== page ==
The Synthetic Fuels Corp., set up by Congress to help make the United States self-sufficient in energy, is authorized to grant federal subsidies of up to $17.5 billion. Most of it will go to major companies, including Exxon.

Yet, in the late 1960s, Exxon's U.S. operating subsidiary "deliberately delayed development of alternative crude oil and energy sources knowing that this would encourage most of the industry to do the same," Canadian government antitrust investigators charge.

They made the charge in a report based on documents seized from Imperial Oil Limited, a Canadian firm 69 percent owned by Exxon, which is the worldwide industry leader. IOL declined to comment.

"As early as 1967, Exxon recognized that supply shortages were going to develop in the United States and calculated that the most profitable source of imports" would be Canada, the report says. In a 1968 memo, however, an Exxon officer revealed a strategy intended, according to the report, to deter development in the United States of alternative crude sources -- coal and shale. The report supported the charge with this excerpt from the memo:

"It is therefore desirable for Humble Exxon's operating subsidiary, now Exxon USA to do research work on shale and coal to know where the processes are headed and thus be in a position to anticipate government moves and be able to enter the field vigorously if commercial production commences. Humble should also encourage the government to initiate some private leasing of shale acreage but at a very restrained rate.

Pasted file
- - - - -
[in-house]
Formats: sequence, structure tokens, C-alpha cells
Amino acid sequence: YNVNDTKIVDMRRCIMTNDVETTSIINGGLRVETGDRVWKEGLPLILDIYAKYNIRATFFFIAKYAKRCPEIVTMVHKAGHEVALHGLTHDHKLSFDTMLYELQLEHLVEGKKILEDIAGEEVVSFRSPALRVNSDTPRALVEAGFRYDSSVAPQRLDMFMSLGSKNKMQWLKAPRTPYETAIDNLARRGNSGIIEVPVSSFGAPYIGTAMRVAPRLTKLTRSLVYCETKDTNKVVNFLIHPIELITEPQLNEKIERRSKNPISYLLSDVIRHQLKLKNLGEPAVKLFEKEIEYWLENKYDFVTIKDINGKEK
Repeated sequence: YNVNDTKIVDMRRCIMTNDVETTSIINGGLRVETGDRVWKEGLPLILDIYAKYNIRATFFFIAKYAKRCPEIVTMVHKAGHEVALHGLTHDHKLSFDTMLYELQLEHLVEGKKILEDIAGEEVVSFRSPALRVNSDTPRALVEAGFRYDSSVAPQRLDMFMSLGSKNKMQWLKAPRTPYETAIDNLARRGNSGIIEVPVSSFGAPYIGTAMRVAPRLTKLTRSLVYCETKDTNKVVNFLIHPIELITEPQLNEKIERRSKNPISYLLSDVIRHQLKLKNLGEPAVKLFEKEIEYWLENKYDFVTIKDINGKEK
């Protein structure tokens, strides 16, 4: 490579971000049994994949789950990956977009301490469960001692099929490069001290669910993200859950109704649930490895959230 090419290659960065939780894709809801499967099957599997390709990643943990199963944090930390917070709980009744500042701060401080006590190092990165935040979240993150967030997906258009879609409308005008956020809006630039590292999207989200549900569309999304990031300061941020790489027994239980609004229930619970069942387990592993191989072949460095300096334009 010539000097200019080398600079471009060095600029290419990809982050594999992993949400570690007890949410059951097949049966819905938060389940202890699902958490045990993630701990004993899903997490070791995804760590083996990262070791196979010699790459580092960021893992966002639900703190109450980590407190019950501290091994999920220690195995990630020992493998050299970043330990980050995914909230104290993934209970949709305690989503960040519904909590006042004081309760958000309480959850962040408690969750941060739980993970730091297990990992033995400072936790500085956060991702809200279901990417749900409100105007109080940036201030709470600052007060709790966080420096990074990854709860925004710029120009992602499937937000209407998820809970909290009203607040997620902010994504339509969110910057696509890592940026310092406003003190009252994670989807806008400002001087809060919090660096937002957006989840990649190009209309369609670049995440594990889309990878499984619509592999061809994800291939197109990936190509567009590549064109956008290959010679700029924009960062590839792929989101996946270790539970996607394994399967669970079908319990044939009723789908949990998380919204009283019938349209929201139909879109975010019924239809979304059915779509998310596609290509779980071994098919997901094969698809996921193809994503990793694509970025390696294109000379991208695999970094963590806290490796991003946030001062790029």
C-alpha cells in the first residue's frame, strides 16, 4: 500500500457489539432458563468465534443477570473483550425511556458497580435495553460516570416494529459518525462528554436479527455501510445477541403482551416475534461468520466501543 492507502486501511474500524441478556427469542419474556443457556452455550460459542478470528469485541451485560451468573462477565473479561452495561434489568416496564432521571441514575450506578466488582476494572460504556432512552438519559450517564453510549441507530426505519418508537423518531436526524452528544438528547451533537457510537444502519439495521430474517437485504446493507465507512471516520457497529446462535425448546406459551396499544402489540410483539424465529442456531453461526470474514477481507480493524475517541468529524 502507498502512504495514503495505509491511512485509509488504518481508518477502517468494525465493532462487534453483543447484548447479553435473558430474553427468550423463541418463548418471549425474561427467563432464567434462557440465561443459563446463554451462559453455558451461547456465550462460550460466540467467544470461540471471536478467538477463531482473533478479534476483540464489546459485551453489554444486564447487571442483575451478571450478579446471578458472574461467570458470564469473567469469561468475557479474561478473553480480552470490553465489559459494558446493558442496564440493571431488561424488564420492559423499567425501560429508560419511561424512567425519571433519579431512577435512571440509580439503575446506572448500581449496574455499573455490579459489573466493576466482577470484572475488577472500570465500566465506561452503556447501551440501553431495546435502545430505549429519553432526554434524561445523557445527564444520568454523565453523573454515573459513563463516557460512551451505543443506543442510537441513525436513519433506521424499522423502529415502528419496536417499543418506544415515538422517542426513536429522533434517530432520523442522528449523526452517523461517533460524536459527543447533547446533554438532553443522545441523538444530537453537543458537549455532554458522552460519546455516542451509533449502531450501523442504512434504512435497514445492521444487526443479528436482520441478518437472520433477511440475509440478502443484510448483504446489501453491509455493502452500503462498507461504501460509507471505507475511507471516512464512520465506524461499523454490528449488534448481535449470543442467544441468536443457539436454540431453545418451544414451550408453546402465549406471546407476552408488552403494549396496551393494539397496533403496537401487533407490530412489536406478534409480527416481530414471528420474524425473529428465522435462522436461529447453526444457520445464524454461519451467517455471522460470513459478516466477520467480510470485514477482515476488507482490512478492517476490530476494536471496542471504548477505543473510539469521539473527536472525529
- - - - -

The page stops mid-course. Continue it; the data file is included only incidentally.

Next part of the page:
"In the meantime, it should not itself initiate commercial production, or take other action or make announcements that would motivate other companies to initiate commercial production or even development.

"It is felt that there is a fair amount of mass psychology in the industry and that, while many companies would prefer to go slow because of their domestic crude interests or because of uncertainties about the state of development of synthetic technology, they would feel compelled to start plants if others did and particularly so if a company with the stature of Humble did."